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Upcycling Old Clothes - How I Repurposed My Band Shirts

This seems to be the year of adding crochet to my clothes and I am very okay with this.

I have a tonne of shirts that aren't fitting right after putting on weight. Many of them are not replaceable so I've been mulling ideas on resizing them. I had a spark of inspiration on Friday and decided to run with it.

Spoiler of the finished product, but look how great it turned out!

(7 minute read)
Woman wearing a bandshirt with crochet panel on shoulder and sides, standing in front of a mirror to capture the back too.
Enhance Band Shirt

Let's go on the journey together!

Really actually a journey, you'll notice some of the photos have varied backgrounds. I was making this while on the way to a friend's place and while visiting. So we have some train seat & Ikea rug backgrounds.

Materials: 

  • Band shirt (or any t-shirt you have)
  • sewing pins
  • scissors
  • Sewing machine (or hand sew the seams)
  • recommend rotary cutter with skip blade, else a hobby knife and ruler will work in a pinch
  • cutting mat
  • 4 mm hook 
  • 4 - 8ply yarn, preferably cotton or no-pill of your choice
  • yarn needle
  • yarn scissors

Terminology:

None of my sewing terms will be correct, please bare with me as I wing most of my sewing escapades

Crochet (US Terminology)

  • CH - chain
  • SC - Single Crochet
  • DC - Double Crochet
  • DC2Tog - Double Crochet 2 together 
  • DC3Tog - Double Crochet 3 together 
  • SC, CH (as DC) - starting stitch where you SC then CH1 in place of a DC. I find it works better than CH2 / CH3. 
  • V Stitch - DC, CH2, DC in the same space. I will refer to it in paragraph, but write it out long hand in the pattern

Step 1: Preparing the Shirt

The shirt I stated with was a little tricky because the body is a tube, not two pieces sewn together. To help keep my cut straight, I laid the shirt flat on the table and used pins to make a straight line along the outside (around the outside).

Black t-shirt laying flat on green cut board, with all edges pinned flat with sewing pins
Pins used to keep the shirt in place and help keep cuts straight

Then use scissors or rotary blade to cut the shirt into two pieces, a front and back.

In my next project I'm going to try cutting the back piece down so there is more crochet / opening along the shoulders. I would also remove the sleeves at this point on future projects. Learn from my mistakes / trials!

Remove the pins.

Now to re-seam the edges we just cut. I recommend overlocking or at least using zigzag on the edges before folding over, but I was in a rush to see my masterpiece unfold.

Using pins, I folded the hems over, keeping roughly 1cm of space. This doubled fabric also helps reinforce the fabric when crocheted on.

One side of a black tshirt with freshly cut edge pinned, ready to be machine sewn
Getting ready to machine sew

T-shirts tend to be made with stretchy fabric, so be careful of bunching. There are likely tricky curves, so take your time and be ready to snip the folded hem if needed to allow the curve to lay flat.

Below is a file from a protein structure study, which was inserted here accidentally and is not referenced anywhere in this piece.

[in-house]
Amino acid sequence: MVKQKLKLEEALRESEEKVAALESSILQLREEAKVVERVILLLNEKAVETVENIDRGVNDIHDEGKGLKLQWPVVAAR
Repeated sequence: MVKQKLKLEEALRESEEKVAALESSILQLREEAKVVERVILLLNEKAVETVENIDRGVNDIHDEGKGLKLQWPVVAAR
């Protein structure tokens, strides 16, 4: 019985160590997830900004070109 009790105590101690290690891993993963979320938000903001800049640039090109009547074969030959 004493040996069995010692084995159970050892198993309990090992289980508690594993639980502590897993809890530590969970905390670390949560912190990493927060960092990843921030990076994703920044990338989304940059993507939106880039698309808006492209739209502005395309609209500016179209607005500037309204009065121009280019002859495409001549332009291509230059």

Sew down the seam, keeping the line away from the edge.

The front and back of the shirt laying atop each other, with the seam sewn.
Ready to start crocheting!

The shirt has successfully been separated into a 'front piece' and 'back piece'. It's a little tricky to tell the difference, but the front for mind has a deeper curve for the neck.

Step 2: Crochet as needed!

However I wanted to make the body of the shirt a looser fit and bring the neckline lower. If I wasn't wanting to change the neckline, I may have left the shoulders joined.

I used my skip stitch blade on my rotary cutter to add holes where I planned on crocheting: along the shoulder and down the sides. Be sure to go all the way through on the seams & collar if you're going to crochet along them. It's easy to only partially cut in.

Black fabric laying on green cut board with blue rotary cutter with skip blade cutting holes along the seam
Rotary cutter with skip blade getting a work out

Yes, I tried to take photos of the invisible holes.

... No, it didn't really work.


Closeup of black fabric with a seam, small holes cut along the edge barely visible.
The holes are there, I swear

Next to choose the right yarn for the job.

The yarn I used was millends, aka unlabelled yarn from craft store. I would love to know what it is, because it is lovely to work with.

It's roughly an 8ply so I used my 4mm hook. You may need to go up or down a hook size depending on the yarn you choose. Any will do, but I'd recommend something from a 4ply to 8ply otherwise it will be very slow to make or too chunky with t-shirt material.

ball of light purple yarn on a green cut board next to a 4mm tulip etimo hook
Mystery purple cotton blend yarn with 4mm hook

I decided to start down the side of the shirt first, to get the fit right.

Granny stitch is my go-to when I'm not confident on the shape, it also works well on the shirt because it isn't too holey / leave too much skin showing.

Leave the arm hole for now.

Row 1 SC along the edge, from the armpit down to bottom, or vice versa. CH1 and turn at the end of the row.

Closeup of front of shirt where single crochet has been completed part way down the seam
Closeup of the start of row 1 of side panel, laying flat

Check your tension to make sure the fabric isn't bunching, on previous projects I found I had to do a CH between each stitch to lay flat.

Closeup of row 1
Closeup of row 1 of side panel

Row 2 SC, CH1 in the first stitch (as DC), DC2Tog into the same space, Skip 2 spaces, DC3Tog in next stitch. Repeat until end. You may need to do a single DC in the last space to keep your rows even. Ch1 and turn at the end of the row.

Closeup of the start of row 2